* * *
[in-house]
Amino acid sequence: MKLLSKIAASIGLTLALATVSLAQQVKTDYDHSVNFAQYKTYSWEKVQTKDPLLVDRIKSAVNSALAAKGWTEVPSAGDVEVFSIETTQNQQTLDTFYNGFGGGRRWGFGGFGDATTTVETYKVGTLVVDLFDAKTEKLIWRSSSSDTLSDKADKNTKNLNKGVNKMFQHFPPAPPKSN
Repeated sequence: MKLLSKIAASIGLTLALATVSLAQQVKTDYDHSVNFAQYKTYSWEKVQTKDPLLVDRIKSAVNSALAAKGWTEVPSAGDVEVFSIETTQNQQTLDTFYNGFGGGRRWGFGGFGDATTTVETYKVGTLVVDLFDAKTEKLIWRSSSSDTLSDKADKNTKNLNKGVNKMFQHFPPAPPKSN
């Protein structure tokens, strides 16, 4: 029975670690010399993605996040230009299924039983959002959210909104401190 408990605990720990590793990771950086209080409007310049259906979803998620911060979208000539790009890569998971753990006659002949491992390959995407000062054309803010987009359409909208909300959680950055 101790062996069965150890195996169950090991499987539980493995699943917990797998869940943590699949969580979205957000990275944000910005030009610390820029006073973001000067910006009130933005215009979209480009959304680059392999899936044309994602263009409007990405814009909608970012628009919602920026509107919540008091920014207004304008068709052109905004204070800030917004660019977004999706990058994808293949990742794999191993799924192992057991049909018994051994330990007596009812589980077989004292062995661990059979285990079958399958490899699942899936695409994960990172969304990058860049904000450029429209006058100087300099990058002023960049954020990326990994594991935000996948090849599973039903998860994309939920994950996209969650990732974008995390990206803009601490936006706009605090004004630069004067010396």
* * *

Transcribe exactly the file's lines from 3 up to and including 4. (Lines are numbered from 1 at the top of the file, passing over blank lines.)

Repeated sequence: MKLLSKIAASIGLTLALATVSLAQQVKTDYDHSVNFAQYKTYSWEKVQTKDPLLVDRIKSAVNSALAAKGWTEVPSAGDVEVFSIETTQNQQTLDTFYNGFGGGRRWGFGGFGDATTTVETYKVGTLVVDLFDAKTEKLIWRSSSSDTLSDKADKNTKNLNKGVNKMFQHFPPAPPKSN
């Protein structure tokens, strides 16, 4: 029975670690010399993605996040230009299924039983959002959210909104401190 408990605990720990590793990771950086209080409007310049259906979803998620911060979208000539790009890569998971753990006659002949491992390959995407000062054309803010987009359409909208909300959680950055 101790062996069965150890195996169950090991499987539980493995699943917990797998869940943590699949969580979205957000990275944000910005030009610390820029006073973001000067910006009130933005215009979209480009959304680059392999899936044309994602263009409007990405814009909608970012628009919602920026509107919540008091920014207004304008068709052109905004204070800030917004660019977004999706990058994808293949990742794999191993799924192992057991049909018994051994330990007596009812589980077989004292062995661990059979285990079958399958490899699942899936695409994960990172969304990058860049904000450029429209006058100087300099990058002023960049954020990326990994594991935000996948090849599973039903998860994309939920994950996209969650990732974008995390990206803009601490936006706009605090004004630069004067010396």